Another thinker, Plato, understood the power of the arts as well. In planning his republic of words, Plato stated that the arts were so influential on a person that it was the state’s prerogative to censor art to maintain a good society. Unlike Nietzsche, Plato asserted that art could be more than just a beautiful lie – possibly because he was a premodern thinker while Nietzsche was a postmodern one – but a way to cultivate virtues which meant something in the grand scope of things. Since virtuous citizens make up a good state, a state ought to educate their citizens. It did so by exposing them to good material and shielding them from that which it deems bad.

In both thinkers’ minds, art is a means to an end. It has the capacity to manipulate, inform, and form its observers, regardless of whether it has any bearing on the truth of how things are. It trains and reinforces a frame through which we might see.

I suppose it could also apply to the sciences (e.g., heliocentric versus geocentric models of the solar system) and to education as a whole. However, I’m more interested in narratives which lie generally within the arts.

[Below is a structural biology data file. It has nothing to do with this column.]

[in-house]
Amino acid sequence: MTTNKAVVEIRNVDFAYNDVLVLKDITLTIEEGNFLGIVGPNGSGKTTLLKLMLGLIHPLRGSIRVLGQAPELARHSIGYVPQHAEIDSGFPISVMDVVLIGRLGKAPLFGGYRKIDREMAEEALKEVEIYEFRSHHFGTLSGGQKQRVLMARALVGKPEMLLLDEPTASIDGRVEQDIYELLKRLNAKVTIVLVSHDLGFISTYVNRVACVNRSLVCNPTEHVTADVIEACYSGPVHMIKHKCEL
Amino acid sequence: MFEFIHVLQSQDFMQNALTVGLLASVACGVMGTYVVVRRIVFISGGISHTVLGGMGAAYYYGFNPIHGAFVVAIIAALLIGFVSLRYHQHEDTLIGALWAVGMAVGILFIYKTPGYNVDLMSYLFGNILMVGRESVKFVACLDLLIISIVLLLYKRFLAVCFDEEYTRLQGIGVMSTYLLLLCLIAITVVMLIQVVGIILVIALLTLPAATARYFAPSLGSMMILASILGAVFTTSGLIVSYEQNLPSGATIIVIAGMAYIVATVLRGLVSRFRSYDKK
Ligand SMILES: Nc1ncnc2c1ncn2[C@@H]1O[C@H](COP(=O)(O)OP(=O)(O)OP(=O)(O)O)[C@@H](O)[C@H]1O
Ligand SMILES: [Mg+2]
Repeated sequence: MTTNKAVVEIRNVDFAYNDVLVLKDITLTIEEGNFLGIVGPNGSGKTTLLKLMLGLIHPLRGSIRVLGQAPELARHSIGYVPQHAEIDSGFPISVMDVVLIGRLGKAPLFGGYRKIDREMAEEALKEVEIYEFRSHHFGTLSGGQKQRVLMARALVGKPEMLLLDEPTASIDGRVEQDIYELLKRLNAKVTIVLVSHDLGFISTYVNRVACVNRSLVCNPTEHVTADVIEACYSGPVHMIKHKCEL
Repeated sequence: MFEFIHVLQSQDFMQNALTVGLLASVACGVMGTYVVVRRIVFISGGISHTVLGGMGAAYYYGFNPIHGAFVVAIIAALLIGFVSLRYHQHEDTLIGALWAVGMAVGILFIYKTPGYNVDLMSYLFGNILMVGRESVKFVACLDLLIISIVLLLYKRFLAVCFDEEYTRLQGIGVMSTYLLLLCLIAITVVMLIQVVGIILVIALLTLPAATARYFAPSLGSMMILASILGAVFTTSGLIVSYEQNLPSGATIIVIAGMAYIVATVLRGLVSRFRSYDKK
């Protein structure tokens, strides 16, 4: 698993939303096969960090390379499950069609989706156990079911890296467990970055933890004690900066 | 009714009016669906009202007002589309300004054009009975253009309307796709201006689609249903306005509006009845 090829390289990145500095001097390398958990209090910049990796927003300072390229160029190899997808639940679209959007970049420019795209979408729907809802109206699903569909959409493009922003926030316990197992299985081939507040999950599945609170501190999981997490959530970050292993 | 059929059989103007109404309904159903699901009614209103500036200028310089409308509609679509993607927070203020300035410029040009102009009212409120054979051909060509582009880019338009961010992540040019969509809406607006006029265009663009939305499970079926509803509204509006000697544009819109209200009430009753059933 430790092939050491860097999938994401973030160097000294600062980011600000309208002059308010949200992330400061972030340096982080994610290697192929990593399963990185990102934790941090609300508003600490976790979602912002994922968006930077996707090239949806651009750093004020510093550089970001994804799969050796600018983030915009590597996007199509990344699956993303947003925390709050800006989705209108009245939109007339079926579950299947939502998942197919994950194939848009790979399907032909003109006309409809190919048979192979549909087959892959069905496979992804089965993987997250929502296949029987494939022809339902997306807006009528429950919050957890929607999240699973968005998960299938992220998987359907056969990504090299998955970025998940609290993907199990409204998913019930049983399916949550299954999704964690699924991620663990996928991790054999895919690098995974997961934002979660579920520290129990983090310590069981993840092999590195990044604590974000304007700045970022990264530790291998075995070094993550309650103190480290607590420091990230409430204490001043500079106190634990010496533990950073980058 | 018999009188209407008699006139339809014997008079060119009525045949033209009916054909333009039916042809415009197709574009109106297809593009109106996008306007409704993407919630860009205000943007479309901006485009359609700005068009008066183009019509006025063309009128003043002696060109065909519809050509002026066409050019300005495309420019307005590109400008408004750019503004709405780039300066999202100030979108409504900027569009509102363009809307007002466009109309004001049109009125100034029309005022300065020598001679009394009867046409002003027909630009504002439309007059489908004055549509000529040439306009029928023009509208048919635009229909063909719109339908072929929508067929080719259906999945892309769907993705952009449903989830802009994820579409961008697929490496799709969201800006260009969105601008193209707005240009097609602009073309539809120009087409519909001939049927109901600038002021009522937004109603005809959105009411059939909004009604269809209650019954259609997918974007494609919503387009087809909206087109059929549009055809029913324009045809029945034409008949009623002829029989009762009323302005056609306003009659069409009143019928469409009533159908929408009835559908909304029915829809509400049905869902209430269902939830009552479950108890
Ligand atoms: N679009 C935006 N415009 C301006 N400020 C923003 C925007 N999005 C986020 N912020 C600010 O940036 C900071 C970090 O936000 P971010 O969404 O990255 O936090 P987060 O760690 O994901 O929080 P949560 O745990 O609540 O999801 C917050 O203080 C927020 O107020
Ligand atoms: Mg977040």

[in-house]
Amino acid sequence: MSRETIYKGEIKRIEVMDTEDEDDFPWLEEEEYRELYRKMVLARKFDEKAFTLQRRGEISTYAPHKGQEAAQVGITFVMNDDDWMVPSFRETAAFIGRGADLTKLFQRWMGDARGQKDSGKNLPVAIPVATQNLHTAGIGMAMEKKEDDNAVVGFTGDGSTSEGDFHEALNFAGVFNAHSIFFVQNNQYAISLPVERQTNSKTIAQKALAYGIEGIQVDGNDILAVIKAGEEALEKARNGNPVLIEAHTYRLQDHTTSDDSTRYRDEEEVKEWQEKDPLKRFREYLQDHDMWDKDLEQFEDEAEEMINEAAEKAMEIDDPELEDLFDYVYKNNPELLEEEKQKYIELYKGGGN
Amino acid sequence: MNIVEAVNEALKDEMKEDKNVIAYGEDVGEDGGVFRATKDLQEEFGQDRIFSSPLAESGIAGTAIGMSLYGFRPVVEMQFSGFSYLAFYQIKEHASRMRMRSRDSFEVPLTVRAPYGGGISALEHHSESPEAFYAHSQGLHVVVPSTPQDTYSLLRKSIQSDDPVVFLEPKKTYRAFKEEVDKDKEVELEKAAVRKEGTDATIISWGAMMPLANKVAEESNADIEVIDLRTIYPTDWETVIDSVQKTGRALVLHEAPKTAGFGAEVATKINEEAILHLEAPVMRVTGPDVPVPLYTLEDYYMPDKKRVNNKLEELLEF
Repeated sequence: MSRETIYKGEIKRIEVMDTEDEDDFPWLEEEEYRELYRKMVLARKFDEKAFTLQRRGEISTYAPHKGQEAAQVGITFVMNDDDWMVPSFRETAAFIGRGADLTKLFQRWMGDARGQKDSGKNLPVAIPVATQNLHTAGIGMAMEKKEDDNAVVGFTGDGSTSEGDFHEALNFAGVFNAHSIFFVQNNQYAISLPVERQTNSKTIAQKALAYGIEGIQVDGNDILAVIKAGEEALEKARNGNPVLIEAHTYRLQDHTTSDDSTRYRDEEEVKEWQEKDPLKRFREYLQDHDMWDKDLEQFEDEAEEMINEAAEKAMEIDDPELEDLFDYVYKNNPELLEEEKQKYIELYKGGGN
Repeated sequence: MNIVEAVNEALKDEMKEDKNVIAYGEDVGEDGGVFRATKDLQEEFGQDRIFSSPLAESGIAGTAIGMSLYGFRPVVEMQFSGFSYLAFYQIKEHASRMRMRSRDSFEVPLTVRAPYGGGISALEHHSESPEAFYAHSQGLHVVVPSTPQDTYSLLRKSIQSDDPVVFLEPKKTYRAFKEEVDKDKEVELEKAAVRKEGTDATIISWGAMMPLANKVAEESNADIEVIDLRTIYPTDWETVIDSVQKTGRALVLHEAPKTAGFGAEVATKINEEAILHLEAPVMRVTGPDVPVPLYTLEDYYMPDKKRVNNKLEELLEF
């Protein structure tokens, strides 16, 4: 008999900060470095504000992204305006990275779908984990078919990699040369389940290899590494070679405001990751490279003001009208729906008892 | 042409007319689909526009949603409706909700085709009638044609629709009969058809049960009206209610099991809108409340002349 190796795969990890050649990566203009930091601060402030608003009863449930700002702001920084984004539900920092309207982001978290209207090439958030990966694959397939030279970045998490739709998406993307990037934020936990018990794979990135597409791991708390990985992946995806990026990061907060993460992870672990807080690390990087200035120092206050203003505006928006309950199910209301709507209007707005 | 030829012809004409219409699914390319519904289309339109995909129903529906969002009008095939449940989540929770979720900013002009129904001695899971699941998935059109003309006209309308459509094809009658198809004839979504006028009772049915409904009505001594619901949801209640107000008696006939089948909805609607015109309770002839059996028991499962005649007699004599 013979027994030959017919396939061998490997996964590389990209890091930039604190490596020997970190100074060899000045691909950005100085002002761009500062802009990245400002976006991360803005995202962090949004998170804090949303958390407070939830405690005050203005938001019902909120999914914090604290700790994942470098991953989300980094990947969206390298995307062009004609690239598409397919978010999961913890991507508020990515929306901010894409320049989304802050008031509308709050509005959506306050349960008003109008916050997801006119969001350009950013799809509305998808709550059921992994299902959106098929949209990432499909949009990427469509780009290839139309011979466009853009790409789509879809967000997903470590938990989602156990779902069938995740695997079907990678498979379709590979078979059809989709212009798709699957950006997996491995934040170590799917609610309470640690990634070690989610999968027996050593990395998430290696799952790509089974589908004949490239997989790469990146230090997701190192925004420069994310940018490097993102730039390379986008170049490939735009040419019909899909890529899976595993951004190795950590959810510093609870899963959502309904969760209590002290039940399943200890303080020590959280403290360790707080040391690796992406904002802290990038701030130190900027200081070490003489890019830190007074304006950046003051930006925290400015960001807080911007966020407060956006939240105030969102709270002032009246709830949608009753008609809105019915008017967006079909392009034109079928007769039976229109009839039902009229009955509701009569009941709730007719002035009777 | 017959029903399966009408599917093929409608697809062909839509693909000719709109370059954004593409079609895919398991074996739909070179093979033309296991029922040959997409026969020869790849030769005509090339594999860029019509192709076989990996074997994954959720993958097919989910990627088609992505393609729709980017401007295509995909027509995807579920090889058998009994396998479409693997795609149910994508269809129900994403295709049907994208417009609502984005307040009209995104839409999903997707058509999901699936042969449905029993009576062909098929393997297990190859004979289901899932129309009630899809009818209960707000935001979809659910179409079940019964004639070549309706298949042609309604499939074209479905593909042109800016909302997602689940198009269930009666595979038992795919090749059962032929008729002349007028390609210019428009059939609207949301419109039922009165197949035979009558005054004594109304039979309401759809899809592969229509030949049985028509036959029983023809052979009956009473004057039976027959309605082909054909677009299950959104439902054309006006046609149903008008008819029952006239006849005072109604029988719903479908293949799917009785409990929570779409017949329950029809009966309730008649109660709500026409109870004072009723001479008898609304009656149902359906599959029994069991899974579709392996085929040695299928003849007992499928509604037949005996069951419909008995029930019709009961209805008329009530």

The thing is, both Nietzsche and Plato understood that there is art that misleads us – whether for our benefit or detriment is up to the thinkers to decide. And yet, we buy into it anyways for one reason or another.

Oftentimes, I think it’s because we are pursuing some form of a Good that we don’t take time to reflect. Are our priorities on our Goods are properly aligned? Do we prefer the proper thing over all else at the moment? Sometimes, it’s that we don’t prefer something as much as we ought. Yet, we cling to certain narratives because they justify something for us.

For me, it’s a sense of security and meaning. However, should it be something else?

Talking to my friend reminded me of this fact as well. I left the conversation wondering whether I cling to a narrative of Christianity because it keeps me from perishing by the truth.

And yet, simultaneously, I wonder how, if the framework of Christianity is the closest thing to getting at what is, we can best experience that which we claim to believe?

I think the arts paint a good picture of what is expected of us, depending on what road one decides to travel down.

You know, moving down any path that art paints for us might just be considered faith.

Whether we choose to move that way in the first place is up to you.

 

An Artistic Focus

I found myself sitting across from a new friend for lunch the other day. I’ve been in Atlanta for only a week. Everything, really, feels new. Along with the place comes a strangeness of culture, people, accent, even life situation. While this fall is far from my first season of diving into academia, it is the start of a new leg of that journey far from any community that I’ve known.